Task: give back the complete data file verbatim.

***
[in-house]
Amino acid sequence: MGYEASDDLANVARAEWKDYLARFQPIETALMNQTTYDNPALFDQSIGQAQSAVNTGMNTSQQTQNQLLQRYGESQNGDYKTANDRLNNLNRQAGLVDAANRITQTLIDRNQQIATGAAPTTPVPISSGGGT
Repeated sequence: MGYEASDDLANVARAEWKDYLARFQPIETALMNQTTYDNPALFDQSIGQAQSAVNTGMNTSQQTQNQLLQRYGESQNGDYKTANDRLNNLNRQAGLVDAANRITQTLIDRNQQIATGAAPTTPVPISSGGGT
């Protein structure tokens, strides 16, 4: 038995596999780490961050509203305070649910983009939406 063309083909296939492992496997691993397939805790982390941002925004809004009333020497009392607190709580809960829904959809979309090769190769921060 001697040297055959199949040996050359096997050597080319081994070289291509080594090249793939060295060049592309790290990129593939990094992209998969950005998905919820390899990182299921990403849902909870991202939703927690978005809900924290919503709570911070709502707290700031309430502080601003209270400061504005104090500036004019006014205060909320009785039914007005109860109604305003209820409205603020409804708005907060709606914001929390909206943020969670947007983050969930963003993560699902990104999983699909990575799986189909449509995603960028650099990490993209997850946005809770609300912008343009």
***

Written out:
[in-house]
Amino acid sequence: MGYEASDDLANVARAEWKDYLARFQPIETALMNQTTYDNPALFDQSIGQAQSAVNTGMNTSQQTQNQLLQRYGESQNGDYKTANDRLNNLNRQAGLVDAANRITQTLIDRNQQIATGAAPTTPVPISSGGGT
Repeated sequence: MGYEASDDLANVARAEWKDYLARFQPIETALMNQTTYDNPALFDQSIGQAQSAVNTGMNTSQQTQNQLLQRYGESQNGDYKTANDRLNNLNRQAGLVDAANRITQTLIDRNQQIATGAAPTTPVPISSGGGT
């Protein structure tokens, strides 16, 4: 038995596999780490961050509203305070649910983009939406 063309083909296939492992496997691993397939805790982390941002925004809004009333020497009392607190709580809960829904959809979309090769190769921060 001697040297055959199949040996050359096997050597080319081994070289291509080594090249793939060295060049592309790290990129593939990094992209998969950005998905919820390899990182299921990403849902909870991202939703927690978005809900924290919503709570911070709502707290700031309430502080601003209270400061504005104090500036004019006014205060909320009785039914007005109860109604305003209820409205603020409804708005907060709606914001929390909206943020969670947007983050969930963003993560699902990104999983699909990575799986189909449509995603960028650099990490993209997850946005809770609300912008343009």